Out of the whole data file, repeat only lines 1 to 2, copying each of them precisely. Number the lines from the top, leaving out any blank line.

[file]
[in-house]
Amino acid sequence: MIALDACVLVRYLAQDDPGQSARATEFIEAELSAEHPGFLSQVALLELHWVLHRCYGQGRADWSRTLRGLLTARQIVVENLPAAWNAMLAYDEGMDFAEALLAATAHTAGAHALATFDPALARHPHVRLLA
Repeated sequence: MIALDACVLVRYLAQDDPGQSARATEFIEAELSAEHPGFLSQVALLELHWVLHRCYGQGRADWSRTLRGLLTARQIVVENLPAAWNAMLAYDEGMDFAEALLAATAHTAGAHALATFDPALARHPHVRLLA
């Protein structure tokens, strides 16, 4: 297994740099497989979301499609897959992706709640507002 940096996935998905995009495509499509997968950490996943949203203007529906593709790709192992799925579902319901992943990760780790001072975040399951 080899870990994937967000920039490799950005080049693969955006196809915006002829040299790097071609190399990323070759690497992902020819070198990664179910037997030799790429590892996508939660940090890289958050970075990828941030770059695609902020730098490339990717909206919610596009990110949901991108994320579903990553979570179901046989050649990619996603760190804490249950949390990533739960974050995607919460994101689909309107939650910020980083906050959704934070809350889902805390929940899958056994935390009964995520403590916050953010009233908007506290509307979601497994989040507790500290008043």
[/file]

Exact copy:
[in-house]
Amino acid sequence: MIALDACVLVRYLAQDDPGQSARATEFIEAELSAEHPGFLSQVALLELHWVLHRCYGQGRADWSRTLRGLLTARQIVVENLPAAWNAMLAYDEGMDFAEALLAATAHTAGAHALATFDPALARHPHVRLLA